"Anybody can come in and say, 'I want a different kind of punishment' or 'I want what I've done addressed differently so put me in the mental health court.' Well, it's for those who meet certain qualifications of mental impairment, so you have to screen carefully," Anderson said. "Get people in who you think can be successful and who you think it can help. There are other people where it is not an issue, and it's just a matter of criminality. There are some people who have elected to live a life of crime, and appearing in mental health court is not appropriate for them."

The mental health program also should address the individual needs of each participant, Anderson said. Since he prosecuted several cases throughout the state while serving as a Missouri assistant attorney general, he said, he has seen several ways municipal courts could operate mental health courts. If elected, he said, he would research these different outlets to see what would work best for the community.

While Anderson said he is unsure how to fund the program, he said the mental health program needs strong partnerships not just from local organizations, but also from churches. If elected as municipal judge, Anderson said, he would try to involve all interested local churches and organizations in the municipal court's mental health program.

These partnerships would help make the community aware of the current needs, Anderson said, and it would allow volunteers to mentor individuals.

"I remember sitting in municipal court one time, and there were these students that came through and they were having some issues — they ended up stealing some items from a store," he said. "That would be the perfect place for individuals from a church or churches to partner with these students, these young people, and be a bit of a home away from home."

City prosecutor candidate Scott Evans said he believes the municipal court programs Stumpe and former Municipal Judge Cotton Walker implemented have been successful and wants to build on those if elected. He said he did not believe there was a mental health program at the municipal court and suggested bringing in volunteers from local organizations like Pathways.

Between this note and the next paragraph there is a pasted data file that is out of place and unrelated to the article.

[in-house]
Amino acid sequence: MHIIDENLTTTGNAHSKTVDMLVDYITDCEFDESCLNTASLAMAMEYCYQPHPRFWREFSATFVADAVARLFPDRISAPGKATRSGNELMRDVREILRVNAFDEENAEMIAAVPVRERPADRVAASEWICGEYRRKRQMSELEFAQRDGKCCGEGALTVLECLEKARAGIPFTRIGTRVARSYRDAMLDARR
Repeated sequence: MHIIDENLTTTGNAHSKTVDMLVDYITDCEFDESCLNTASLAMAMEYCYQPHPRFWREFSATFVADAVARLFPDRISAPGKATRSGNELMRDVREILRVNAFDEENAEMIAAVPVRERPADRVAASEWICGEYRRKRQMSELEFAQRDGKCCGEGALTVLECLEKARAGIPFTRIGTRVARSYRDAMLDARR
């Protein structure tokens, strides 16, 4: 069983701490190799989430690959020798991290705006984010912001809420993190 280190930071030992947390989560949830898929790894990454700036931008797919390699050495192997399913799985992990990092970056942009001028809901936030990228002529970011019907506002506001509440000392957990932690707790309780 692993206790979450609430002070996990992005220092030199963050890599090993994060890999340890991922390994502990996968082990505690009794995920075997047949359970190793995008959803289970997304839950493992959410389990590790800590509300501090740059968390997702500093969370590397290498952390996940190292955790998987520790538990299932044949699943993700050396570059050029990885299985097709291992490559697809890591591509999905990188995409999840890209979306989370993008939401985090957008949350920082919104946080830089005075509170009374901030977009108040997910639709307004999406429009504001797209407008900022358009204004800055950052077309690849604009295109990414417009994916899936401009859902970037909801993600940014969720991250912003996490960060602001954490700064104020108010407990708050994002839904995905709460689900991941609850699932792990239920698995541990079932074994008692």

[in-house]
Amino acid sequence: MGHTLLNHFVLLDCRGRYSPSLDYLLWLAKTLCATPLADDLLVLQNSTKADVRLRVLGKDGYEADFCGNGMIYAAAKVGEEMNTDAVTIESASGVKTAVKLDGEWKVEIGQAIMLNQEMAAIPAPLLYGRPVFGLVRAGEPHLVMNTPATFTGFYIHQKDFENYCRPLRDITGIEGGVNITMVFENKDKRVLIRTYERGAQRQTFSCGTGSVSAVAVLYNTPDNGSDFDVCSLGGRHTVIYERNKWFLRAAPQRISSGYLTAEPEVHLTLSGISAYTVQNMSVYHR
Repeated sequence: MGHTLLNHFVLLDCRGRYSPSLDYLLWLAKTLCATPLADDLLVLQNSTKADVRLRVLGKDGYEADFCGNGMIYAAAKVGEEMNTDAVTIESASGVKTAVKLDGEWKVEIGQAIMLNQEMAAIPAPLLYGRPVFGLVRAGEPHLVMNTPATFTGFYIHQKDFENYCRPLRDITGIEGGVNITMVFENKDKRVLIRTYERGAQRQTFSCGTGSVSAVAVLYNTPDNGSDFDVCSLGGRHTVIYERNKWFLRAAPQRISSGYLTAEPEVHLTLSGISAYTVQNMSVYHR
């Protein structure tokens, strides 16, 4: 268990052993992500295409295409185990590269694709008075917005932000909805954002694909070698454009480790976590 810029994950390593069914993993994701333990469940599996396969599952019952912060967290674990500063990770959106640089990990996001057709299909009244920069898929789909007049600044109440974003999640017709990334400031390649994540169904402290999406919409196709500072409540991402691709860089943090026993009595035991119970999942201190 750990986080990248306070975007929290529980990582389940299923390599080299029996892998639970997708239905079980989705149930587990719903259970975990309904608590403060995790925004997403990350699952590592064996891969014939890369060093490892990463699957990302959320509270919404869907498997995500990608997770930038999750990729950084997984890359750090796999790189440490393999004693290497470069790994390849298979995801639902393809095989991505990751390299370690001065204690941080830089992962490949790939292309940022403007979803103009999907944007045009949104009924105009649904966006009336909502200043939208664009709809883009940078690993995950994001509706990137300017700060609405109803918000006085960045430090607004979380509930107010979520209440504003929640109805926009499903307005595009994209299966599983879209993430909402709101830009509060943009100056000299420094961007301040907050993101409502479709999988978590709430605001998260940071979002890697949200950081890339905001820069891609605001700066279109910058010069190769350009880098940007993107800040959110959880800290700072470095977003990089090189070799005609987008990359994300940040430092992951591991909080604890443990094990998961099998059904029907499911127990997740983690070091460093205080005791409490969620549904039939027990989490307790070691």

"I'm not trying to start anything over from scratch. I don't think that's the way to do it," Evans said. "I think the current programs that are being run by Judge Walker and Brian Stumpe, those are a great basis to start with and that needs are being addressed and services are being provided to people. If there are ways to get creative to expand upon that, then do it."

He said he envisions the program remaining volunteer-based and not using taxpayer funds.

Cole County officials are looking at ways to set up a mental health court, several local attorneys said. If elected, Evans said, he would like to work with county Prosecuting Attorney Locke Thompson to establish county and city mental health courts.

Evans does work as a guardian ad litem for families involved with the foster care system. He said he has witnessed how mental health services can reunite families.

"I've seen a lot of work that Pathways has done with those parents, and when the parents have chosen to take advantage of the programs that are there and have chosen to buy into getting the help they may need, we see a much greater chance of reunification with their kids," Evans said. "My first-hand experience as a guardian ad litem for kids and seeing the benefit Pathways and mental health treatment has had for parents who needed it for a number of reasons and seeing first-hand the improvement and the way they have been able to turn their lives around with a little bit of help is really where this comes from for me."

While city prosecutor candidate Gaylin Carver said there is a need for a mental health court in the area, she said she is unsure if that court should be implemented at both the city and county level or just at the Cole County Courthouse. If elected, Carver said, she would need to do some research before deciding whether to create a mental health court at the city level.

Since municipal court does not process felony charges or convictions, she added, it might be more appropriate for the city to partner with Cole County to establish a mental health court at the county level.

"I don't know how much it'll be needed at the city level. We're talking about traffic and low-level misdemeanor cases and ordinance violations," she said. "You take each defendant on a case-by-case basis, and if the ordinance violation or misdemeanor case they've been charged with stems from a mental health issue that they're dealing with, I think you deal with it on a case-by-case basis."

If the county does create a mental health court, she added, she would look into partnering to tap into those resources.

If the municipal court did create its own mental health court, Carver said, it would be on a much smaller scale and would address smaller infractions.

"One mental health illness is kleptomania, much more prevalent than people realize," Carver said. "'If a defendant is committing the crime of shoplifting due to this mental illness, then as a prosecutor, I would include as part of a sentence to obtain the appropriate treatment for this illness, whether that be through a mental health court program or as part of a sentence recommendation."

She added it would be ideal for a municipal mental health court to be volunteer-based but that the court would need to work with organizations like Pathways, Preferred Family Health and Cole County Community Health Center to supply volunteers.